For me, the Boltzmann distribution is caused by the dynamic motion of the atoms, not that the dynamic motion of the atoms is caused by the Boltzmann distribution.
Caused is a dangerous word here. Rather the Boltzmann distribution tells you statistical properties of the motion. Therefore, nothing is wrong with deriving results about the statistics of the motion from the Boltzmann distribution: The Brownian particles will be in thermal equilibrium with the fluid, therefore they will follow a Boltzmann distribution and from that we get the above relation.
A more microscopical method to get the relations for Brownian motion are Langevin equations (statistical differential equations). There you model the influence of the thermal bath by a stochastic force. In this model you can observe how the systems reaches thermal equilibrium from some initial conditions. The relation in question is reached in the formalism by assuming a time scale large compared to the damping time (which is equivalent to the assumption of thermal equilibrium). Langevin's original derivation also assumed the equilibrium by using the virial theorem in the form $\frac 1 2 m\langle \ddot x \rangle^2 = \frac 1 2 \langle T \rangle$.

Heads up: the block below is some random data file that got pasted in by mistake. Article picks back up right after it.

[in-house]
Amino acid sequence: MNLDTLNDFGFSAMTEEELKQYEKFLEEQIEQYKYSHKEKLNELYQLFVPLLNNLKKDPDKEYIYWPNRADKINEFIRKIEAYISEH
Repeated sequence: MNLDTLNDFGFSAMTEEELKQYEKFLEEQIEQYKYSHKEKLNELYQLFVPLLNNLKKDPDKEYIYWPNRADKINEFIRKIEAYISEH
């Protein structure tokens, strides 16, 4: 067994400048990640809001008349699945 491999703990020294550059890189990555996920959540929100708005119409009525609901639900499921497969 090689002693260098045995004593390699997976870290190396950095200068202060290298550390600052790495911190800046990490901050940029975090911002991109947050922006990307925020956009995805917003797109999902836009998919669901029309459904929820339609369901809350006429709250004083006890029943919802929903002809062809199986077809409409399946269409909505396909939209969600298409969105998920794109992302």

The bottom line is: The Einstein relation is a result about the kinematics of Brownian particles in equilibrium, therefore it is necessary to require the particles be in equilibrium to derive it.